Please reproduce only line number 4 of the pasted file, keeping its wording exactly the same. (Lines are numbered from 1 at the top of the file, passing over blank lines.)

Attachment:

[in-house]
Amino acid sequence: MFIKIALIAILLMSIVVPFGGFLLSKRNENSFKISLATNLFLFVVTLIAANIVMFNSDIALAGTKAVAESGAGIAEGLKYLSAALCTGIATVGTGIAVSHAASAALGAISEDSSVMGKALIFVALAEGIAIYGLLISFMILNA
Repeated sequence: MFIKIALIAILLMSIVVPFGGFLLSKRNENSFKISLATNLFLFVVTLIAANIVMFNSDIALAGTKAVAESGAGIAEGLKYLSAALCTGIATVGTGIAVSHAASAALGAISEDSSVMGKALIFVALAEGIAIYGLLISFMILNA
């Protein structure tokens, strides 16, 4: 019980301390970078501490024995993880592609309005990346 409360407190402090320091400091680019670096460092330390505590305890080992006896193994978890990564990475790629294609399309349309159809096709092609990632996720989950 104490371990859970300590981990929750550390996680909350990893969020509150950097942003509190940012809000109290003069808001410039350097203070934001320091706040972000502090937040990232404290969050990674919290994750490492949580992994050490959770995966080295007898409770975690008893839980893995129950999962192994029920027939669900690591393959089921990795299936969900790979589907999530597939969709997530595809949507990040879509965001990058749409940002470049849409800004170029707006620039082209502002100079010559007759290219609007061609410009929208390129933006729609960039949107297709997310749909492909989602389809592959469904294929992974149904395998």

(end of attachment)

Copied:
């Protein structure tokens, strides 16, 4: 019980301390970078501490024995993880592609309005990346 409360407190402090320091400091680019670096460092330390505590305890080992006896193994978890990564990475790629294609399309349309159809096709092609990632996720989950 104490371990859970300590981990929750550390996680909350990893969020509150950097942003509190940012809000109290003069808001410039350097203070934001320091706040972000502090937040990232404290969050990674919290994750490492949580992994050490959770995966080295007898409770975690008893839980893995129950999962192994029920027939669900690591393959089921990795299936969900790979589907999530597939969709997530595809949507990040879509965001990058749409940002470049849409800004170029707006620039082209502002100079010559007759290219609007061609410009929208390129933006729609960039949107297709997310749909492909989602389809592959469904294929992974149904395998």